Max Baucus

How They Did It (Part One)
May 20, 2010

This is the first of a five-part series explaining, in remarkable detail, how Obama and the Democrats came to pass health care reform. Be sure to come back tomorrow for the second part, which reveals how Ted Kennedy wooed Max Baucus and what Rahm Emanuel promised the drug industry. When the president and his closest advisers huddled in the Oval Office last August, they had every reason to panic. Their signature piece of legislation, comprehensive health care reform, was mired in the Senate Finance Committee and the public was souring on it.

Head Lock
April 20, 2010

Some two dozen executives from large corporations will be descending on Capitol Hill today to make the case against over-regulating derivatives. The “fly-in” is being organized in part by the U.S. Chamber of Commerce through a group called the Coalition for Derivatives End-Users, according to the Chamber’s Ryan McKee. Many corporations use derivatives to hedge against fluctuations in the price of their inputs—for example, an airline might sign a contract to lock in future fuel prices, thereby passing the risk along to someone else.

Adaptation
March 22, 2010

Earlier this month, in a profile of White House chief of staff Rahm Emanuel, I identified two tactical mistakes the president had made while trying to pass health care reform. The first was his extensive efforts to reach a bipartisan deal—in particular, allowing Montana Senator Max Baucus to negotiate with Republicans on the Senate Finance Committee through most of the summer before weighing in. The second was Obama’s decision to attack insurance companies late last July after months of trying to co-opt them and other powerful groups.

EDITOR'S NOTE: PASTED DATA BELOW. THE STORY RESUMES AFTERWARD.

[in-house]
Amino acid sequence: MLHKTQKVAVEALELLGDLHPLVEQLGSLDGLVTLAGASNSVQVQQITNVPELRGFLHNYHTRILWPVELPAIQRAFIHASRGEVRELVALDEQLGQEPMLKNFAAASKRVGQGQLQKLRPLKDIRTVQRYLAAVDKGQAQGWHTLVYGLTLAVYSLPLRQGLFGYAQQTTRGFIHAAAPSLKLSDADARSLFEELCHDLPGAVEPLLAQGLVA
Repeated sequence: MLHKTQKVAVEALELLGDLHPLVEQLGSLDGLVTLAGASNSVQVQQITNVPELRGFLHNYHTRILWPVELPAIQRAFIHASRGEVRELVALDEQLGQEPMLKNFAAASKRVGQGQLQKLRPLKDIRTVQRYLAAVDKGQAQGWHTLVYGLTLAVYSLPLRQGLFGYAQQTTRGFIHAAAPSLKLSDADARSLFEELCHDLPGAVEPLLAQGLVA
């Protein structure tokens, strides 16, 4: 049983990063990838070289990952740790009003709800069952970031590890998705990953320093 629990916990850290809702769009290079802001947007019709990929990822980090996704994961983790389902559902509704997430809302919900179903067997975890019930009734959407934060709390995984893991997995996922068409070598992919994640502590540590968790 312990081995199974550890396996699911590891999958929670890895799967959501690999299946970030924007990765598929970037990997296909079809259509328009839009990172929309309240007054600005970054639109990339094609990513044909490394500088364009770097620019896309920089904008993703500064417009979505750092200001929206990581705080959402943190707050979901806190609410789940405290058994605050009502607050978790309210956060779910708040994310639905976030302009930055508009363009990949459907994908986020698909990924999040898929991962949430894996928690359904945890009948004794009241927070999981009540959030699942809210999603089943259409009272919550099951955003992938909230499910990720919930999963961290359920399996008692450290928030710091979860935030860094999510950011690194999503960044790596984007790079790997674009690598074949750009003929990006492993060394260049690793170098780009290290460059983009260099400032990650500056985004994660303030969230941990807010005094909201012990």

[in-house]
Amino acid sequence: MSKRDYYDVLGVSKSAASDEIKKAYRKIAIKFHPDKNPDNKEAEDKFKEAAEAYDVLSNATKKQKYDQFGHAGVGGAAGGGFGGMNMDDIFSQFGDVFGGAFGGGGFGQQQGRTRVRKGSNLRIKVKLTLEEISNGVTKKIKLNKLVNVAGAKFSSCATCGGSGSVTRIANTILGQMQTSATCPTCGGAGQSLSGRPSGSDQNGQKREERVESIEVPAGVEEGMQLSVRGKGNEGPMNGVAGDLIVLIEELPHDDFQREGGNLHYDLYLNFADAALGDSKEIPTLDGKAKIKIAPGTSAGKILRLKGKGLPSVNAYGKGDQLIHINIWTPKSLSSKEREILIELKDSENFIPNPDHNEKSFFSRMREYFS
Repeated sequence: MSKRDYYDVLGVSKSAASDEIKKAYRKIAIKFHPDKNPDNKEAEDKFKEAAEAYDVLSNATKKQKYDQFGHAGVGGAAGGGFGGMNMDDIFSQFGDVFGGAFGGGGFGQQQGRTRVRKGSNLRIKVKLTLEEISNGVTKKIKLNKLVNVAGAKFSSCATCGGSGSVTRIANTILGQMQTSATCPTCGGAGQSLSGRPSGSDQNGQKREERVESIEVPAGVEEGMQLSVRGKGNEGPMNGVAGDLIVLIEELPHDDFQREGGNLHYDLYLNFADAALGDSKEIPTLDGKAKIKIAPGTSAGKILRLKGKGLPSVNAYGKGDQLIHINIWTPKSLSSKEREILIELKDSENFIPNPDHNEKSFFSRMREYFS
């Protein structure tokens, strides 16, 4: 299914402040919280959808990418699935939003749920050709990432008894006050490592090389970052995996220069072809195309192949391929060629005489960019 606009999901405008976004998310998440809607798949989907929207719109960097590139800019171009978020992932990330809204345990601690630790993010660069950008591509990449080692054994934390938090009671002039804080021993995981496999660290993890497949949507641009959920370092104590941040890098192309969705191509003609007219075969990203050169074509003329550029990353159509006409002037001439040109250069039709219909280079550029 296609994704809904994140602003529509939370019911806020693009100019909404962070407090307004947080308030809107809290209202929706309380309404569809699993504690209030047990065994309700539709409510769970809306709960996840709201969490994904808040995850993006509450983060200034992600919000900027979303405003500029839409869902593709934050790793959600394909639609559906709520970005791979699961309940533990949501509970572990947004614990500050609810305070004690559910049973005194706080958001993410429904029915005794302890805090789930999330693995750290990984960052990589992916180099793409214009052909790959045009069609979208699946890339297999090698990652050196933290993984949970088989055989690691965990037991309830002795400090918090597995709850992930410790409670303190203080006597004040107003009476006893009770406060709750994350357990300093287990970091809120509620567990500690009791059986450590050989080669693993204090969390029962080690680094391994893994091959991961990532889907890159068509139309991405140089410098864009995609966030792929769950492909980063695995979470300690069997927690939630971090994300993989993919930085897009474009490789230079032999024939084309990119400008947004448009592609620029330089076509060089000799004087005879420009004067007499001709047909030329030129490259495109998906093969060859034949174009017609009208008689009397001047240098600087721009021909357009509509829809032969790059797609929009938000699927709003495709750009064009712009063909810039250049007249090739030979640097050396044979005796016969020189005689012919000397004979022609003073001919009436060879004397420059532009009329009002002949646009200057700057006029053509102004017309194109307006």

What, You Have a Better Idea for Cost Control?
March 07, 2010

David Brooks thinks it. David Gregory thinks it. The Washington Post editorial page thinks it. And, what the heck, I think it. If health care reform passes Congress, the final legislation probably won't cut the cost of medical care as quickly as seems possible on paper. But would the legislation make a good start--as good a start as possible, given political reality? Brooks, Gregory, the Post, and plenty of other critics seem to think the answer is "no." I think they are nuts.

Round Two
March 03, 2010

The second, more combative year of Obama’s presidency starts now.

The Chief
March 03, 2010

You think it’s so great being Rahm Emanuel?

It's Time to Act
February 26, 2010

February 26, 2010 President Barack Obama Senator Harry Reid Majority Leader Senator Max Baucus, Chairman, Committee on Finance Senator Tom Harkin Chairman, Committee on Health Education Labor and Pensions Congresswoman Nancy Pelosi Speaker of the House of Representatives Congressman Charles Rangel Committee on Ways & Means Congressman Henry A. Waxman Committee on Energy and Commerce Congressman George Miller Committee on Education and Labor Dear Mr. President, Congressmen and Congresswomen Our health care system is in crisis.

Be There and Be Square
February 24, 2010

The White House has released some more details about Thursday's Blair House meeting: Who will be there and the shape of the table where they'll all be sitting: The President will be seated in the middle of one side of the hollow square, with the Vice President, Secretary Sebelius, and congressional Leadership seated alongside him.

BREAKING: Tauzin Out at PhRMA
February 12, 2010

Billy Tauzin announced on Thursday that he is stepping down as leader of PhRMA, the drug industry trade group.

Nice Guys Finish Last
February 11, 2010

Everyone remembers that George W. Bush’s first tax cut was contentious when Congress considered it back in 2001. So contentious, in fact, that the Bushies didn’t even try passing it under normal Senate procedures. The GOP leadership, worried that it couldn’t collect 60 votes to overcome a Democratic filibuster, relied on reconciliation, the Senate rule that allows budget-related measures to pass with a simple majority. What fewer people remember is the margin by which Bush’s tax cut finally passed the Senate. As it happens, the number of yeas was 62—including 12 Democrats.

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